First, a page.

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When was the last time most faculty, staff, and administrators were asked to demonstrate their value in the university’s success?

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In the summer of 2019, after nine years, I left my role as Dean of Student Learning and Engagement to move to an emerging area of ​​higher education called institutional effectiveness, most commonly focused on the use of planning and assessment to improve the Interior focused workings of the university. I was responsible for helping ~60 administrative units at Baylor demonstrate more intentionality in their work and better document that their unit goals were demonstrated in terms of improved effectiveness over time. This role is quickly becoming a part of almost every college in the nation in one way or another. This is in part because institutional effectiveness has been integrated into the regional accreditation agencies (which are the main accreditation agencies), prompting universities to document their efforts to improve over time in order to continue receiving government grants and student loans to obtain.

Jeff Doyle

Who doesn’t wish for a more effective and efficient university? The challenge for universities is to demonstrate improved operations. For example, does it involve increasing revenue, decreasing costs, improving public image or rankings, student success metrics, more academic and athletic awards and championships, paying faculty and staff above benchmarks, expanding institutional size, etc to do? (For more information on this topic, see the article The Story of a College Family.

Most accreditation agencies require improvements to be linked to institutional missions and goals. As most of us know, these goals are usually written in such general terms that if I were to remove the names of mission statements, few, if any, would be able to tell the difference between most mission statements (and even most goals). to recognize. Just as an example, read the three mission statements below and tell me which are Harvard University, Clark University (which is 45 miles from Harvard, by the way), and California State Long Beach College of Liberal Arts.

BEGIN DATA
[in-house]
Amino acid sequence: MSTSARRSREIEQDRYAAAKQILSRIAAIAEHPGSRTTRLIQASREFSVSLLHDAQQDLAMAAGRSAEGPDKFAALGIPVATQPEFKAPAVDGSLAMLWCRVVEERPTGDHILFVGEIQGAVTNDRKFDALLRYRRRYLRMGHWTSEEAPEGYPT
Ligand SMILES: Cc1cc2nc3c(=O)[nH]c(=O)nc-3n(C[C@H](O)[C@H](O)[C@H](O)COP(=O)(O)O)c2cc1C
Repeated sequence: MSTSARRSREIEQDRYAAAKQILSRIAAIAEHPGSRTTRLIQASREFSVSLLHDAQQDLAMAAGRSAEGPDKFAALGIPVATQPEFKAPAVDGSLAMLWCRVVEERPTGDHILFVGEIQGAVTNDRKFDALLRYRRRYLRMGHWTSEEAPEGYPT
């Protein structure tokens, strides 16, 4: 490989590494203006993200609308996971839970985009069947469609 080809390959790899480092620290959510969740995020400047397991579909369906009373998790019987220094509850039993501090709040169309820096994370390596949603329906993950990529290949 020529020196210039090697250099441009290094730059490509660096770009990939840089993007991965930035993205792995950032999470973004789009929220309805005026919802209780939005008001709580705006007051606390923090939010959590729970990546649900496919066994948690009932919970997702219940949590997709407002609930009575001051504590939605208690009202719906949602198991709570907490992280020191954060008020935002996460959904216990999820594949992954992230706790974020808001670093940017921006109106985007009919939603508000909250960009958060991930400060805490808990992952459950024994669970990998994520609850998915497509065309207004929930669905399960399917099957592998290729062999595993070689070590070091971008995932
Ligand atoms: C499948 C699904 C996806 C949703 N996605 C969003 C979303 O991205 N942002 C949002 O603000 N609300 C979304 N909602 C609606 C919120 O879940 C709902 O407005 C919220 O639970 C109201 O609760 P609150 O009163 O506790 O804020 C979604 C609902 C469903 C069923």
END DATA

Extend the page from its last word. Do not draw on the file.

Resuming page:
Educate our students to be global citizens and community leaders. We do this through our commitment to the transformative power of liberal arts education.

To train undergraduate and graduate students to be imaginative and contributing citizens of the world, pushing the frontiers of knowledge and understanding through rigorous scholarship and creative endeavors.

To educate citizens and civic leaders for our society. We do this through our commitment to the transformative power of liberal arts and science education. (Answer see end)

In short, the goal is gigantic – it’s like telling a child to come home with a passing grade. The reality of the accreditation process is almost identical. Having participated in assessments for seven different institutions over the last few years, I’ve learned not to give much, if any, improvement feedback. My initial efforts to identify a variety of actions universities could take to improve their effectiveness were often met with feedback from accreditors that our job is not to offer ideas for improvement but to determine if the institution has the lowest compliance standard met. I complied to be invited to participate again by removing my suggestions for improvement and basically writing a paragraph or two about how the university meets the minimum standards.

Contrast this approach to measuring effectiveness with my last few months exploring the world of work with college counseling. After leaving Baylor University in January 2022, I made my way to stay in or near Waco while working for one of the many fast-growing companies that exist to strengthen the universities and to prevent them from joining the growing pool of closed universities. I was thrilled to finally be able to put my 30 years of higher education experience to the test in a world where visible results are not only expected but required for job security. It may seem like common sense, but through my many years in higher education I have come to realize that job security is typically only loosely related to job performance and the best indicator of staying power is often agreeableness, compliance and maintaining the status quo.